LOST HERITAGE OF NAGA ART.
by Dr. Gautam Chatterjee.
Dr. A.K. Das,
Professor Museology (Dr.Maulana Azad Chair) of National Museum Institute,
India,is an expert on Naga life, culture and arts
talks to Dr. Gautam Chatterjee, about the extinct
culture of Naga out of his long field experiences.
As an expert on Naga life will you throw some light on the SUNGKONG or
the log drum from socio-anthropological perspective. ?
Dr. Das.: This log drum is very integral
part of Naga life. This is created out of huge tree trunk sometime going
upto 30 to 40 mts. in length and 5 to 6 feet height. The drum is flattened
from the bottom to place it
on the ground firmly and from the top
through carvings a hollow is made and on bitting from top the sound emits.
Some time those are highly decorated with human motif.
This log drum is not only restricted to
create martial music but on all occasions from birth to death from
festivals to the death news and from
announcing time of the elders meetings to declare emergency when the rival
group attacks are the function of this log drum .
G.C. :Is there any sound code or rule of
the sound beat?
Dr. Das : As such there is no formal
codification of these sound beats. But through oral tradition everybody
understands as a peculiar sound emits on all different occasions. This is
more on the communication mode than a simple ritual of Naga people.
G.C.: When Naga people decides to change
their log drums what’s the process and ritual they follow?
Dr. Das: This is a very elaborate process.
First of all one of the Naga man has to volunteer to donate a tree from
his own forrest area. Then youth go to cut the tree and after performing a
ritual they start the
tree-falling process. And only tool they
use is Dao. Then for seven days the process of bringing tree
from forest to village starts. These are
brought through indigenous process. In all these days women and
girls bring foods and drinks for the youth
who toe the log. Its almost a festival for them. Once the log
is brought to the village expert
woodcarvers create the drum and do the traditional art work on them.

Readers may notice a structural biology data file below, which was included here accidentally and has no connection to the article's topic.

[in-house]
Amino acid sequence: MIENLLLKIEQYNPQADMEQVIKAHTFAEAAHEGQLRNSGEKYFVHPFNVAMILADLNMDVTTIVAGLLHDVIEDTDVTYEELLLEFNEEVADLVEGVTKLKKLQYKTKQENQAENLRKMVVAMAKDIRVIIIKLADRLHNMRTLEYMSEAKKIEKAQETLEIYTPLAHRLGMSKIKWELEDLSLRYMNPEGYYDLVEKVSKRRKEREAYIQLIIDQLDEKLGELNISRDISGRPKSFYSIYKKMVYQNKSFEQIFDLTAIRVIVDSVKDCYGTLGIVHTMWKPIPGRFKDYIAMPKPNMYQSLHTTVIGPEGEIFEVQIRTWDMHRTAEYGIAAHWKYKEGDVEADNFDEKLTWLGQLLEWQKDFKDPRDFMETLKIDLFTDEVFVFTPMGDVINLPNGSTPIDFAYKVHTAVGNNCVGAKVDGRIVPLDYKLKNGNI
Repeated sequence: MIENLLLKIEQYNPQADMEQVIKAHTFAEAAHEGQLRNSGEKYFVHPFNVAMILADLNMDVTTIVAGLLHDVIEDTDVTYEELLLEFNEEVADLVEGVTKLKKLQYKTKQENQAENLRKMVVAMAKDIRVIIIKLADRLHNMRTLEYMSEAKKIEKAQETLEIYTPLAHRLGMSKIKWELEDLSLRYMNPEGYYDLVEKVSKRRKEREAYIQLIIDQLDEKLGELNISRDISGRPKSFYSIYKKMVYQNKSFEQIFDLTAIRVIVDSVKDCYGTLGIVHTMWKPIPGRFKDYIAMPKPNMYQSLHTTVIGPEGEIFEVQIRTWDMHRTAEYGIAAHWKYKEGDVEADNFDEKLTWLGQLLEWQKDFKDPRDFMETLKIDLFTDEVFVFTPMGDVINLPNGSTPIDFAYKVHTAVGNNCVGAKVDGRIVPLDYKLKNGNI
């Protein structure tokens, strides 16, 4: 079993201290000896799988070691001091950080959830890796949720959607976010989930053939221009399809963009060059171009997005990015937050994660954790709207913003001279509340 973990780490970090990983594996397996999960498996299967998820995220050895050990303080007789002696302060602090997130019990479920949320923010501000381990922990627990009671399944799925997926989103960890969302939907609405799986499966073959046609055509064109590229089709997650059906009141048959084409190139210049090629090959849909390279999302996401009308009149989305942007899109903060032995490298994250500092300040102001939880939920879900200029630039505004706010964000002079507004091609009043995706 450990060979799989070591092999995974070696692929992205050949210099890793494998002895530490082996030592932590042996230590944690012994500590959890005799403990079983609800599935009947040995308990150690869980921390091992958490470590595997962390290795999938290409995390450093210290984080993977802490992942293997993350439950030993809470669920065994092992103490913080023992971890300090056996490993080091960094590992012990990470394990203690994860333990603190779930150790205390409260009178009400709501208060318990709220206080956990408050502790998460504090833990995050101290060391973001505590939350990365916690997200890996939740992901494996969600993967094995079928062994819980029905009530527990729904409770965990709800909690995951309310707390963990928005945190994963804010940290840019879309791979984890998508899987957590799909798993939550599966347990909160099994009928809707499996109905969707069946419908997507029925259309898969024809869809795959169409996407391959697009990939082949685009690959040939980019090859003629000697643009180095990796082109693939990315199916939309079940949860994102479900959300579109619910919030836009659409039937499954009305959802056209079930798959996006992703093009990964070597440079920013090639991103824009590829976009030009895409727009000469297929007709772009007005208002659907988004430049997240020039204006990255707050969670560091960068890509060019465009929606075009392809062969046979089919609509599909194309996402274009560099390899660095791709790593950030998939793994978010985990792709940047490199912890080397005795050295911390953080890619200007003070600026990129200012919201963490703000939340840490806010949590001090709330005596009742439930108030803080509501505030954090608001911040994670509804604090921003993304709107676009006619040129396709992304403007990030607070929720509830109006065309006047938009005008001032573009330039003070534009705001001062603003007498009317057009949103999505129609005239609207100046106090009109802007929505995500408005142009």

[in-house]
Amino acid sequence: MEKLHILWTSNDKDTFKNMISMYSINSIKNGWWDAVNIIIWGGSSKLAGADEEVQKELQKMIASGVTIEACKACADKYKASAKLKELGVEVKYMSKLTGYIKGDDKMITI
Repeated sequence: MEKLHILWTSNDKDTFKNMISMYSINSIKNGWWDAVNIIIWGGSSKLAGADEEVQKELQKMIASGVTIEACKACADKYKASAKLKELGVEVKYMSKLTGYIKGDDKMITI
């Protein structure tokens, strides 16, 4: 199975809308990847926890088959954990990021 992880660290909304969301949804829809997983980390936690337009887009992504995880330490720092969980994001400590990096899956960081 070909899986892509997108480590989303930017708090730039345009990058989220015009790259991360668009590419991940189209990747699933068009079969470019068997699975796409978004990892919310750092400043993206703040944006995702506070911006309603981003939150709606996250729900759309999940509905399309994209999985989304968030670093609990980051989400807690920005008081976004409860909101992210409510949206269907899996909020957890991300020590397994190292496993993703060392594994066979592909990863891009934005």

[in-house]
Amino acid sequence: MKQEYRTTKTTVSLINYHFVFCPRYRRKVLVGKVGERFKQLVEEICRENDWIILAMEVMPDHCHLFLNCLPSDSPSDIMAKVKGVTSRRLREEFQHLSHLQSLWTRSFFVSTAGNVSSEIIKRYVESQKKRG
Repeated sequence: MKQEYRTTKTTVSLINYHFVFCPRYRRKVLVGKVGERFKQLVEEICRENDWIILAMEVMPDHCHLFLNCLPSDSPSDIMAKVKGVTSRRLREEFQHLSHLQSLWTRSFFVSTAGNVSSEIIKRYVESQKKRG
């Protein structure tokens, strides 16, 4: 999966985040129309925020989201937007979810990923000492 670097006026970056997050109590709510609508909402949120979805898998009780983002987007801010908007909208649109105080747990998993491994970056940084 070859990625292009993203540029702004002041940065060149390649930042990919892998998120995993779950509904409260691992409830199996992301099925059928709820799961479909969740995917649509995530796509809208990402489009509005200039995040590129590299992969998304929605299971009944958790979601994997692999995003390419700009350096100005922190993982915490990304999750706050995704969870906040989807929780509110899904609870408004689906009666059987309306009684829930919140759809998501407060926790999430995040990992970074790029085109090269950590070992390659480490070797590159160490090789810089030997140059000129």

After a small ritual the drum is placed
near the Morung or dormitary for regular use.
G.C. Will you explain the much talked
about male dormitarty or Morung?
Dr. Das: Morung is a dormitary for youth
say from 5 to 16 years who spend their nights here. There is a separate
dormitary for females in this age group. Due to the open architecture of
the Naga house and
for the sake of privacy of husband and wife
children are to stay in Morung. But from these Morung the
youth keep a watch over the enemies and
declare emergency through bitting the log drum on seeing enemies.
Otherwise here in day time this Morung function as Gurukul without a guru.
It means children and youth are informed by all the elders(not by
particular person) about the tradition and customs . Likewise heritage and
tradition is passed onto the next generation.
G.C. Today those practices are passing
into oblivionness will you elaborate how the great Naga culture in
its functional point becoming extinct?
Dr. Das: It all started in early nineteenth
century when British intervened the hilly areas of North East India.
British clergy men and American Baptist Mission went all about to
enlighten this traditional people and conversion was the first step.
Clergy men tried to erase the pagan (non-christian) culture and they even
destroyed Morangs and burnt down sacred log drums to diminish the rituals
of those traditional feelings. But by the seventies of this century a
revivalism started and though Christian ,Naga people opted for their own
traditional attire from the Headgear to shawl which was a silent
demonstration to revive their lost culture and rituals .
G.C. Will you explain the context of lost
culture and the present revivalism?
Dr. Das : Today you can see the age old
traditions and festivals are again being revitalated. Though complete
revival is not possible and be it art or culture this only remains
symbolic than functional for which Naga culture was known for. Thus major
portion of their tradition is lost and symbolism remains only at
theatrical and aesthetic levels.
Dr Gautam Chatterjee